In short, the pandemic accentuates people’s common humanity, given its nondescript targets. This realization appears to have softened ethnoreligious tensions that erupted following Gotabaya Rajapaksa’s election as president and encouraged Sri Lankans to help their fellow citizens irrespective of their religious backgrounds. For instance, Muslims were among the first to use zakat funds to provide dry rations to those from all religious communities when the government imposed lockdowns and curfews. Civil society groups like the National Peace Council also mobilized District Inter Religious Committees across the island to distribute essential supplies to the most marginalized. And many non-Muslims have been at the forefront in criticizing the government for forcibly cremating people who have died from the coronavirus. Such outcomes show that there remains forces conducive to promoting covenantal pluralism despite the island’s majoritarian reputation.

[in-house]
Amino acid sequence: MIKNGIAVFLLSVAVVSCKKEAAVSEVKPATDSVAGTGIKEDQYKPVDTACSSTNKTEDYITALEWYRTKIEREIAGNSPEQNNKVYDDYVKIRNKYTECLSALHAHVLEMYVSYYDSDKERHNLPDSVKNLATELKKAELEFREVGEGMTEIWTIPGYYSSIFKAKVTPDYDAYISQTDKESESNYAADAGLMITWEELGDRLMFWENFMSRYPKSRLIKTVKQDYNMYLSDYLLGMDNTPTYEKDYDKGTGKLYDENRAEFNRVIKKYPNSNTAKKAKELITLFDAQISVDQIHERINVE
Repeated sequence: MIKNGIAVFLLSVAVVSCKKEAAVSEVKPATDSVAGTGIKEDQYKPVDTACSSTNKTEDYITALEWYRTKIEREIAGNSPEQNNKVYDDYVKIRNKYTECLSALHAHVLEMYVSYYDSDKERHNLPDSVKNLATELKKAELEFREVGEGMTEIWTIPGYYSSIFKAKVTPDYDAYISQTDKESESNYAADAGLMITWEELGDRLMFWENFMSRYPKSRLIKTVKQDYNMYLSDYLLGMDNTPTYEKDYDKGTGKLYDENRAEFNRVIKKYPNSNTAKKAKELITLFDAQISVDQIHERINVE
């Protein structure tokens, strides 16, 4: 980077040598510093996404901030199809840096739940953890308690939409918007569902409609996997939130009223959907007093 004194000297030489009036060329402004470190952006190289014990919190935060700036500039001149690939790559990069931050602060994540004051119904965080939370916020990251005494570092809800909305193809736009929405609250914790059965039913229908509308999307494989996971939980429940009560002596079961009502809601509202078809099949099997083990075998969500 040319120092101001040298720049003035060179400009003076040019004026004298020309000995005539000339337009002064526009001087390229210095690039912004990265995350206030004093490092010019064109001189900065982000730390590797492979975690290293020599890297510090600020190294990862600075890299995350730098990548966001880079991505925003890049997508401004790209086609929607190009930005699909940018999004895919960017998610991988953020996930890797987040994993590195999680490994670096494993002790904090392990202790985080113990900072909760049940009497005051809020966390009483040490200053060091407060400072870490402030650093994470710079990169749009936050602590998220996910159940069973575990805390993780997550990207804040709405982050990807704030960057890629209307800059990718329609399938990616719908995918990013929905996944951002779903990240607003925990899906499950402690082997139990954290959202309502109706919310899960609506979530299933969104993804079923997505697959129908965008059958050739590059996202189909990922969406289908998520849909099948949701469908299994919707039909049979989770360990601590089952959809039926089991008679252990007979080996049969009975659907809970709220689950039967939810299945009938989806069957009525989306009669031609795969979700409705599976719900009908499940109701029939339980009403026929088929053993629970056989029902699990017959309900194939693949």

Could COVID-19 prompt President Gotabaya Rajapaksa to pursue a more consensus politics that aligns with notions of covenantal pluralism? Or will he follow through with his predilection to consolidate a Sinhalese Buddhist ethnocracy, which could for a while also help mask the country’s economic troubles? As he celebrates a year as president, Gotabaya Rajapaksa stands to determine whether Sri Lanka’s fortunes improve or are further impaired.
Note: This piece gives the views of the author, and not the position of the LSE Religion and Global Society blog, nor of the London School of Economics.